9

How I can compare two IP address?

string ip1 = "123.123.123.123";
string ip2 = "124.124.124.124";

I need some like this:

if(ip1 == ip2)
{
   //true
}
  • 15
    How come the code you just posted dont suit your needs? – Luis Apr 27 '10 at 15:35
  • 2
    @Luis, because the same IP address can have a different string representation since the numbers can legally be represented in both hex and base 10 notation. – JaredPar Apr 27 '10 at 15:41
  • 1
    @Luis: Try this: ping 2130706433. – R. Martinho Fernandes Apr 27 '10 at 21:11
24

It seems System.Net.IPAddress defines it's own Equals override so this should work:

IPAddress ip1 = IPAddress.Parse("123.123.123.123");
IPAddress ip2 = IPAddress.Parse("124.124.124.124");

if(ip1.Equals(ip2))
{
    //...
}
  • @PhucNguyen - IPAddress.Parse("172.16.0.150").Equals(IPAddress.Parse("172.16.1.216")) returns false for me as expected. – Lee Jul 13 '17 at 7:53
17

The type IPAddress in the BCL supports equality and can be used for this purpose.

public static bool IsSameIPAddress(string ip1, string ip2) {
  IPAddress leftIP = IPAddress.Parse(ip1);
  IPAddress rightIP = IPAddress.Parse(ip2);
  return leftIP.Equals(rightIP);
}

Several people have wondered why a straight string comparison is not sufficient. The reason why is that an IP address can be legally represented in both base 10 and hexidecimal notation. So the same IP address can have more than 1 string representation.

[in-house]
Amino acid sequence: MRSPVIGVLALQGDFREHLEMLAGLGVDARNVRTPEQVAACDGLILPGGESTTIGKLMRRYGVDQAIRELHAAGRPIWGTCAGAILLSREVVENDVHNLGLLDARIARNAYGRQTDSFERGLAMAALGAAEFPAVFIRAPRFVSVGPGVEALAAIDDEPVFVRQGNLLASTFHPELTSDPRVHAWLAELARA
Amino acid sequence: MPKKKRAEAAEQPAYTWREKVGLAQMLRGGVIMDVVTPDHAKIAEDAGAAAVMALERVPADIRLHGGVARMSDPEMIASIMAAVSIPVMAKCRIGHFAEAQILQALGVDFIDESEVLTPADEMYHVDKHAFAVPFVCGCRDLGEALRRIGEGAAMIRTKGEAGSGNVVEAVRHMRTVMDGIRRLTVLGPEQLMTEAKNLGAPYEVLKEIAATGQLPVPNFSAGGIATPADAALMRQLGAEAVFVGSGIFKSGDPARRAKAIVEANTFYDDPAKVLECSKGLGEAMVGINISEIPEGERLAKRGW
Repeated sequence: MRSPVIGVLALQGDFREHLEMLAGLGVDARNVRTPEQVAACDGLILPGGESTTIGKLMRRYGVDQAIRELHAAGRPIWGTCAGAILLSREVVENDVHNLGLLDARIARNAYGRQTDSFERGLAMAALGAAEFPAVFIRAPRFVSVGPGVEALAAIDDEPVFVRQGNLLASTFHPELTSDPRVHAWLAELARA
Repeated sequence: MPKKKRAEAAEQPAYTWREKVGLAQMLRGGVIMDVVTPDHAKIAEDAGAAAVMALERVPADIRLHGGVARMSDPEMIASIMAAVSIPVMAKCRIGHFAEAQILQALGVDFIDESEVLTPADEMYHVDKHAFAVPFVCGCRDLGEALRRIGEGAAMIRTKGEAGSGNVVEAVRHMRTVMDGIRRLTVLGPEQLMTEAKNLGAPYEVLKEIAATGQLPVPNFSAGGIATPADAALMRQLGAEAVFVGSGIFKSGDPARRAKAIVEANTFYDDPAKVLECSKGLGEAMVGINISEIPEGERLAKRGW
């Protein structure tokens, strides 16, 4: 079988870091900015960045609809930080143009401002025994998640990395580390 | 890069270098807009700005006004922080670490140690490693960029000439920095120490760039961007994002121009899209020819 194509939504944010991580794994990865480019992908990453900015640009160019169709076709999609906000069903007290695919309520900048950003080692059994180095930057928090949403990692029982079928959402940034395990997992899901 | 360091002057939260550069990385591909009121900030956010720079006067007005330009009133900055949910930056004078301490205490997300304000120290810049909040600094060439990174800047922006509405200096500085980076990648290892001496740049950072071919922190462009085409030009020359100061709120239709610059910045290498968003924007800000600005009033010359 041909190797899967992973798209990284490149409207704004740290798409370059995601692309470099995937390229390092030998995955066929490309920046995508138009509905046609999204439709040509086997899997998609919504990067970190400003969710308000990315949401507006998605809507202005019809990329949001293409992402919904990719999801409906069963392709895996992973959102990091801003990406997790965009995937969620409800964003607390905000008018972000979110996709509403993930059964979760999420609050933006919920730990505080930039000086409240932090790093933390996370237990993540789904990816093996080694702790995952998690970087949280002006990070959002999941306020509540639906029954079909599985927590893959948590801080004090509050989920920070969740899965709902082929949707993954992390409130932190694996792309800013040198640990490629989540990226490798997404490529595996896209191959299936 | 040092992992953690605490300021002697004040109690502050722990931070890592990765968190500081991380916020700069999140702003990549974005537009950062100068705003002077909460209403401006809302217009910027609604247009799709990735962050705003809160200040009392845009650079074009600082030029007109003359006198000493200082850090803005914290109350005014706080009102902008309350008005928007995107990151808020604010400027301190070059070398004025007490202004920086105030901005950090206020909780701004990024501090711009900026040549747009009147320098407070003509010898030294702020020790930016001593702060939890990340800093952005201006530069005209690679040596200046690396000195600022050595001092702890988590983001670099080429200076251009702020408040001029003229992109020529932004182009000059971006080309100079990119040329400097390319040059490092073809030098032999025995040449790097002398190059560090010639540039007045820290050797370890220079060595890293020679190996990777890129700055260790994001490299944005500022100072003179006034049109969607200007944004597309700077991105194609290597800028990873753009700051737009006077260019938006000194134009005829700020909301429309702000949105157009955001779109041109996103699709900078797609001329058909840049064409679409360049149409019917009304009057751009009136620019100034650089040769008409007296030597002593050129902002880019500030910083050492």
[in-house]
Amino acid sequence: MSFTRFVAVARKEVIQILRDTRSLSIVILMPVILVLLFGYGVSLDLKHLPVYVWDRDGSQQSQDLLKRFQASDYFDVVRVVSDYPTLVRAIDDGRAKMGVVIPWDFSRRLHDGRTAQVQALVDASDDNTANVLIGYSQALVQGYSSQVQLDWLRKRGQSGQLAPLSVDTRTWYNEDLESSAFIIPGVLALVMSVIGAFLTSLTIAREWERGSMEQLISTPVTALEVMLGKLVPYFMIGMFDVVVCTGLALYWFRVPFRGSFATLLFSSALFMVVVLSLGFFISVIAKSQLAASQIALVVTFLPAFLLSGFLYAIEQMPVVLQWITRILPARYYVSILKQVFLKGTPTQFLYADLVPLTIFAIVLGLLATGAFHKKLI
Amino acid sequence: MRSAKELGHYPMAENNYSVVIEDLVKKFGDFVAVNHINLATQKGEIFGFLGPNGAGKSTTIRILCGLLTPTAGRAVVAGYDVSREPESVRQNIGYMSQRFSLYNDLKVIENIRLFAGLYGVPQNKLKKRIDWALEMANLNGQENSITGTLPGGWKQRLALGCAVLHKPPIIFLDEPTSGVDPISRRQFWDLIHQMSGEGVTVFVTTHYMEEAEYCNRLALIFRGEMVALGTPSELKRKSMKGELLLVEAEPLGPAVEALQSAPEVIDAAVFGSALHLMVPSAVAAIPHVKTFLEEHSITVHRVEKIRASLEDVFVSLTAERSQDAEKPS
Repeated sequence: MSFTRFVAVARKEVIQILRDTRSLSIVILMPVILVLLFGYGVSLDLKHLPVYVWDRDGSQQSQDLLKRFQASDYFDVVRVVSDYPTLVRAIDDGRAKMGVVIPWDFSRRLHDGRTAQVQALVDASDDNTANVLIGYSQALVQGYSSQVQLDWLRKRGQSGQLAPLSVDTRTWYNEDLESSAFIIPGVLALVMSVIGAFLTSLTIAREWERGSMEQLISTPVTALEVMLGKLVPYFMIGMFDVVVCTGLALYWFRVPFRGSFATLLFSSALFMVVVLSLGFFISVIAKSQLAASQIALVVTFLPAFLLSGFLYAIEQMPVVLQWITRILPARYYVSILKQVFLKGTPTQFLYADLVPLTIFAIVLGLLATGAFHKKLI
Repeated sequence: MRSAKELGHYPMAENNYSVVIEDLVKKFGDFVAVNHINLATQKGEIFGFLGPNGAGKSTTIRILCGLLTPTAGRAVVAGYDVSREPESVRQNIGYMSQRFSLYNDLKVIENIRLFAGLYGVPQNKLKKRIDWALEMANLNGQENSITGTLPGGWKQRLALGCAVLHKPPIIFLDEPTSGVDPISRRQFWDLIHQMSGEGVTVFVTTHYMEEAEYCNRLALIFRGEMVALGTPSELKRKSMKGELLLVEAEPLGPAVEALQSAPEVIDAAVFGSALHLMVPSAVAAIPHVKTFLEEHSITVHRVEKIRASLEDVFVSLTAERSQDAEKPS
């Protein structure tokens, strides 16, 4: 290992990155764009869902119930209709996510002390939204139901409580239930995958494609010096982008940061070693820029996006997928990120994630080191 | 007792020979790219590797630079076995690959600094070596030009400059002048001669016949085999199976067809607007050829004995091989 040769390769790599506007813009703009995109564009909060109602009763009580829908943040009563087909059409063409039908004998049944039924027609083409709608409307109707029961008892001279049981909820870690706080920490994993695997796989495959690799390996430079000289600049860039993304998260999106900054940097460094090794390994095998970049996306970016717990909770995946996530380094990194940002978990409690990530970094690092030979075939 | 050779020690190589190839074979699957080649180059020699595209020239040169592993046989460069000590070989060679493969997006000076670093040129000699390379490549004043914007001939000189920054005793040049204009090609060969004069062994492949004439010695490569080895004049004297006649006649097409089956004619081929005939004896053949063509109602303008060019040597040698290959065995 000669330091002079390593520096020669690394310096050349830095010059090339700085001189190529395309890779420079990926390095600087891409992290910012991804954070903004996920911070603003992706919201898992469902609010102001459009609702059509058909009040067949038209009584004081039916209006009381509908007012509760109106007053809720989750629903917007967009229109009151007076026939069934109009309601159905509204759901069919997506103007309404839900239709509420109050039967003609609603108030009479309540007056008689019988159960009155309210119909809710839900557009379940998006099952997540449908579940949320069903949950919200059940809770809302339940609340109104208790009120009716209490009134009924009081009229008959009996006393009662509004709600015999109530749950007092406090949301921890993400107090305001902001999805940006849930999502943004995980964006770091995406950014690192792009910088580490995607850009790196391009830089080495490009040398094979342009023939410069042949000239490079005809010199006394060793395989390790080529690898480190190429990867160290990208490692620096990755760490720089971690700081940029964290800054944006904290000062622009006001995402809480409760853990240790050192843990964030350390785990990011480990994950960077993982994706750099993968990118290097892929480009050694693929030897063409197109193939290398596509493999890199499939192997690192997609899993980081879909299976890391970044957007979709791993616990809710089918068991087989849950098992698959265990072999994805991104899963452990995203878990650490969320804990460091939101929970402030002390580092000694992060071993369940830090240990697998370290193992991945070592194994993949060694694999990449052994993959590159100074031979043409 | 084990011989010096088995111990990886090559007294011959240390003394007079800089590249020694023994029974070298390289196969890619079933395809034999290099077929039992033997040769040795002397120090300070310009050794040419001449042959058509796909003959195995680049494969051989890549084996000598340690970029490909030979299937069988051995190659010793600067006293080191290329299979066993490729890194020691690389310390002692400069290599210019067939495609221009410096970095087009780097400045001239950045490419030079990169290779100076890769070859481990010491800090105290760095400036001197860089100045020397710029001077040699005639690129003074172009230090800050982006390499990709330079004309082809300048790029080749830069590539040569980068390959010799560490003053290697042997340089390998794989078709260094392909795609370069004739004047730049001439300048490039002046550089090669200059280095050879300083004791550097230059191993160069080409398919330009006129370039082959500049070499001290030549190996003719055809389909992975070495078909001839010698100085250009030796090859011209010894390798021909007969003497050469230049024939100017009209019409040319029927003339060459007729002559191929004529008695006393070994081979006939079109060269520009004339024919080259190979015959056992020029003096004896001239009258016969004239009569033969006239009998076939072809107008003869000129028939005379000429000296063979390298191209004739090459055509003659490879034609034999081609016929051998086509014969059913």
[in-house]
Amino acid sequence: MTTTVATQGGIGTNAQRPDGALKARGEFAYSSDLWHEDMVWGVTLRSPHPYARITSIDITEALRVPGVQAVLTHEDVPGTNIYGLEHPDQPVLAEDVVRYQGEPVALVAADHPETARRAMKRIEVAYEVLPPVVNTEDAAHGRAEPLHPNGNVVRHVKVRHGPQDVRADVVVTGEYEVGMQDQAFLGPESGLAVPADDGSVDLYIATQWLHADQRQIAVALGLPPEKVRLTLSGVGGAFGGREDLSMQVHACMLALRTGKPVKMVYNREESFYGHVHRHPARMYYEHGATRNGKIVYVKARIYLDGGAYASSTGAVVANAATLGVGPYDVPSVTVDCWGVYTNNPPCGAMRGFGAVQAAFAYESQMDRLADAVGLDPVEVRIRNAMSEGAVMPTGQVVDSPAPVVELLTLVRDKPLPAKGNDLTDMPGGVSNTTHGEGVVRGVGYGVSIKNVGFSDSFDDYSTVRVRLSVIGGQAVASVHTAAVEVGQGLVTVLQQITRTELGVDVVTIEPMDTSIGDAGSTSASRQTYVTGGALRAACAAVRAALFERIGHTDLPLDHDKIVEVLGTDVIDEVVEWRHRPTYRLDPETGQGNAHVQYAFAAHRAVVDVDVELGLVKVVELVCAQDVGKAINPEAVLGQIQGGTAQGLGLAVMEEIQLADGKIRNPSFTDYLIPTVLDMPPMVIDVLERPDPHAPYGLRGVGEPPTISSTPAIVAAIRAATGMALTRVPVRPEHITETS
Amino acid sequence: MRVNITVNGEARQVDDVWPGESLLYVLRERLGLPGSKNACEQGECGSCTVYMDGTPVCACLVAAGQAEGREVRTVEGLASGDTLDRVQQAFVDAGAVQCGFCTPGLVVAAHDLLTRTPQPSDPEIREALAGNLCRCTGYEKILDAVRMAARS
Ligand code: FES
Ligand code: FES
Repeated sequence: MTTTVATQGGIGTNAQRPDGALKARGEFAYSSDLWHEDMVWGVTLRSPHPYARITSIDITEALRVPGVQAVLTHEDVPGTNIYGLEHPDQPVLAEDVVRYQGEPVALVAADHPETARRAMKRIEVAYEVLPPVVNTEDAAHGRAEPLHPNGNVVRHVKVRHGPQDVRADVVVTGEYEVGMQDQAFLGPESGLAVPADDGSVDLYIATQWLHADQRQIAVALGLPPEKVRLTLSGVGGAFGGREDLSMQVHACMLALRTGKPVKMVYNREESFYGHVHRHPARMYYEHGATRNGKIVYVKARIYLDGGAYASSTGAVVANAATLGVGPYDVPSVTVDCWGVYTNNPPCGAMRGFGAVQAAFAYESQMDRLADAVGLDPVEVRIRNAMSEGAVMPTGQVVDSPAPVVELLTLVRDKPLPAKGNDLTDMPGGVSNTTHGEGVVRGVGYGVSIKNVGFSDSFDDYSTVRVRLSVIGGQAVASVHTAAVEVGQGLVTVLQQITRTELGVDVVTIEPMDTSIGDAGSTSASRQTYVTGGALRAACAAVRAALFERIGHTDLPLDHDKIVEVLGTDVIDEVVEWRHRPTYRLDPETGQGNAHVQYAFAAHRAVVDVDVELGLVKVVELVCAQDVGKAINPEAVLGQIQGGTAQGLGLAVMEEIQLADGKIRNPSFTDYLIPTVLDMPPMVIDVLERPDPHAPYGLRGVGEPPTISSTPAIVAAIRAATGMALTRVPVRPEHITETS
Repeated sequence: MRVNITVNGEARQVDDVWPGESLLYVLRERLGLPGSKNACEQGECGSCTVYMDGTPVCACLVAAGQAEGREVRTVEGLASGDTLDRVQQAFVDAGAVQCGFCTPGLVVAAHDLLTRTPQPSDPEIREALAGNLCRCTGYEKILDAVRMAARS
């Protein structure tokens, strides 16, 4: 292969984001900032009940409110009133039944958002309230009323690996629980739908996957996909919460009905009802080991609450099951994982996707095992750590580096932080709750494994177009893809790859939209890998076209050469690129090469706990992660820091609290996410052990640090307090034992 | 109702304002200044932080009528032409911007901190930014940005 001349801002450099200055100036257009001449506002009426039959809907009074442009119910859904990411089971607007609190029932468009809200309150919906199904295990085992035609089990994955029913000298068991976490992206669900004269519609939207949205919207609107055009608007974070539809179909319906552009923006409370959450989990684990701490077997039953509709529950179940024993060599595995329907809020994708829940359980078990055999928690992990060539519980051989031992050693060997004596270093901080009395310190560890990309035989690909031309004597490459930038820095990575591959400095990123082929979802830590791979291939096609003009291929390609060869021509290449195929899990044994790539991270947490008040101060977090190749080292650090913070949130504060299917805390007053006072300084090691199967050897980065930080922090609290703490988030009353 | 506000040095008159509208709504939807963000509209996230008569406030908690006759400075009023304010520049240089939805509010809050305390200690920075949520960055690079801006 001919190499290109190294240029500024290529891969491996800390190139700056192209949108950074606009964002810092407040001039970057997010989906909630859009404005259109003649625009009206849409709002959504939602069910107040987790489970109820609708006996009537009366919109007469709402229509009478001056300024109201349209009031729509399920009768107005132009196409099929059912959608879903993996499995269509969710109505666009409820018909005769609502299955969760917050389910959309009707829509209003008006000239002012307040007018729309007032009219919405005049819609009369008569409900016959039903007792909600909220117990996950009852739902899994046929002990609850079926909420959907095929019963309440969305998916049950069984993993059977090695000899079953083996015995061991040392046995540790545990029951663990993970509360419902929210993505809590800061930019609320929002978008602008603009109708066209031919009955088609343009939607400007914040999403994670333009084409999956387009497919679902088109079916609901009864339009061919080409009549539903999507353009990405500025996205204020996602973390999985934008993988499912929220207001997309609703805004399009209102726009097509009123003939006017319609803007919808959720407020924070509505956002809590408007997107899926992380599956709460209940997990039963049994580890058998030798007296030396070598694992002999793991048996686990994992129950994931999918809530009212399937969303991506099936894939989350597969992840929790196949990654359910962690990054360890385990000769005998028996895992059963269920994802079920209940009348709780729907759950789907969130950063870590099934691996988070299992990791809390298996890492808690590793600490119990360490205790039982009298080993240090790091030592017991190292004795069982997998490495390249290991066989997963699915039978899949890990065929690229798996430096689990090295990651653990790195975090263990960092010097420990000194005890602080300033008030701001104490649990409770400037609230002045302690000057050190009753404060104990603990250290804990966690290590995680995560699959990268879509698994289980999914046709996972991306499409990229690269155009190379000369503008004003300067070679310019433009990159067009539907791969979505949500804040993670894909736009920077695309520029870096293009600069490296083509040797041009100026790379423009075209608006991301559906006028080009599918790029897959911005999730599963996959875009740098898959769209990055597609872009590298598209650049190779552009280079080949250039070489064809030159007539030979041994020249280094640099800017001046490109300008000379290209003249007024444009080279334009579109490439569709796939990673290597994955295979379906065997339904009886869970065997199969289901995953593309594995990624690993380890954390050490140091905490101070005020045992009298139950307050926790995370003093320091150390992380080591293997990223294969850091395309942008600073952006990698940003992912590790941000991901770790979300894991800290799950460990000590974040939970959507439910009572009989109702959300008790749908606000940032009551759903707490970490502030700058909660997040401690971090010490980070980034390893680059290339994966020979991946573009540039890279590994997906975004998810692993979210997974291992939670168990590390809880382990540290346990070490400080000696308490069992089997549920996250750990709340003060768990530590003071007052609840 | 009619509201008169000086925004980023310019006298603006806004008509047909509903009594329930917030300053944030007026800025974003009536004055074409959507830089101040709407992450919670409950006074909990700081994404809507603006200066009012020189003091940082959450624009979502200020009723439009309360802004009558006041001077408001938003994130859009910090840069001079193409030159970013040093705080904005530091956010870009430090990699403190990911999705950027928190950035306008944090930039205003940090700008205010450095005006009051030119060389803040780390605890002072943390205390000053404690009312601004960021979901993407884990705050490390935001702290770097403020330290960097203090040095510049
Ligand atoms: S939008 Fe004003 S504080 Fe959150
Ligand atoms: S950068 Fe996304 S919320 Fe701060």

For example

var left = "0x5.0x5.0x5.0x5";
var right = "5.5.5.5";
IsSameIPAddress(left,right); // true
left == right; // false
  • 4
    @JaredPar: leftIP==rightIP in your first code would return false for same IP address! It should be return LeftIP.Equals(rightIP); – KMån Apr 27 '10 at 15:49
  • 1
    @KMan, just noticed that myself and updated my post. Thanks for pointing it out! – JaredPar Apr 27 '10 at 15:49
  • The hex stuff was new to me. Interesting. It also gets worse with IPv6, since you don't have to shorten the addresses with :: there. – Joey Apr 27 '10 at 15:50
  • I've never seen dotted hex format used. non-dotted hex yes (0x05050505), but never dotted hex. – Powerlord Apr 27 '10 at 15:53
  • @OMG Unicorns, both forms are legal at least in respect to what IPAddress.Parse supports. I'm not sure about the official IP standard off the top of my head though. – JaredPar Apr 27 '10 at 15:55
2

Check out Equals method on System.Net.IPAddress

1

The IPAddress class (System.Net) has an overridden Equals method that will compare the addresses, not the object instances, which is what you want. String comparison here may be dangerous since it is possible for IP addresses to have more than one string representation. http://msdn.microsoft.com/en-us/library/system.net.ipaddress.equals%28v=VS.71%29.aspx

IPAddress.Parse(ip1).Equals(IPAddress.Parse(ip2))
1
IPAddress addr1 = IPAddress.Parse(ip1);
IPAddress addr2 = IPAddress.Parse(ip2);

return (addr1.Equals(addr2));
1

You can use this class to compare IpAddress :

http://www.codeproject.com/Articles/26550/Extending-the-IPAddress-object-to-allow-relative-c

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